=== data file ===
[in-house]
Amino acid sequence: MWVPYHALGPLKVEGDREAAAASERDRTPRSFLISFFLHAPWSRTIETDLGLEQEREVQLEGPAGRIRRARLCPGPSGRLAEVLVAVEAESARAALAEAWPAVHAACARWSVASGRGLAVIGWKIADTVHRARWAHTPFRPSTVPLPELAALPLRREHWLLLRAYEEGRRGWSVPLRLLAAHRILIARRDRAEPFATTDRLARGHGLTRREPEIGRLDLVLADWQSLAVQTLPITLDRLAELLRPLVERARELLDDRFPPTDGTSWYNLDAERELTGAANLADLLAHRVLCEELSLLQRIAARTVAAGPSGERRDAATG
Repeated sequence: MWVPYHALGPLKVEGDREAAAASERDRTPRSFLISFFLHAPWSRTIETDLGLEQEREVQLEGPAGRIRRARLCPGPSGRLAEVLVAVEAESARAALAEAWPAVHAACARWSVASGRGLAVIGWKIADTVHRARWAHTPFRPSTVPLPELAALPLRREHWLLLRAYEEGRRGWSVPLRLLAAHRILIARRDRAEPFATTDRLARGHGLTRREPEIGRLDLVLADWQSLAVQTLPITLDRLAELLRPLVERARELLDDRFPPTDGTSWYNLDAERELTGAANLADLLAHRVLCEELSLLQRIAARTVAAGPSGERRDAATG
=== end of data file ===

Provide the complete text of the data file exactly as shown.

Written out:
[in-house]
Amino acid sequence: MWVPYHALGPLKVEGDREAAAASERDRTPRSFLISFFLHAPWSRTIETDLGLEQEREVQLEGPAGRIRRARLCPGPSGRLAEVLVAVEAESARAALAEAWPAVHAACARWSVASGRGLAVIGWKIADTVHRARWAHTPFRPSTVPLPELAALPLRREHWLLLRAYEEGRRGWSVPLRLLAAHRILIARRDRAEPFATTDRLARGHGLTRREPEIGRLDLVLADWQSLAVQTLPITLDRLAELLRPLVERARELLDDRFPPTDGTSWYNLDAERELTGAANLADLLAHRVLCEELSLLQRIAARTVAAGPSGERRDAATG
Repeated sequence: MWVPYHALGPLKVEGDREAAAASERDRTPRSFLISFFLHAPWSRTIETDLGLEQEREVQLEGPAGRIRRARLCPGPSGRLAEVLVAVEAESARAALAEAWPAVHAACARWSVASGRGLAVIGWKIADTVHRARWAHTPFRPSTVPLPELAALPLRREHWLLLRAYEEGRRGWSVPLRLLAAHRILIARRDRAEPFATTDRLARGHGLTRREPEIGRLDLVLADWQSLAVQTLPITLDRLAELLRPLVERARELLDDRFPPTDGTSWYNLDAERELTGAANLADLLAHRVLCEELSLLQRIAARTVAAGPSGERRDAATG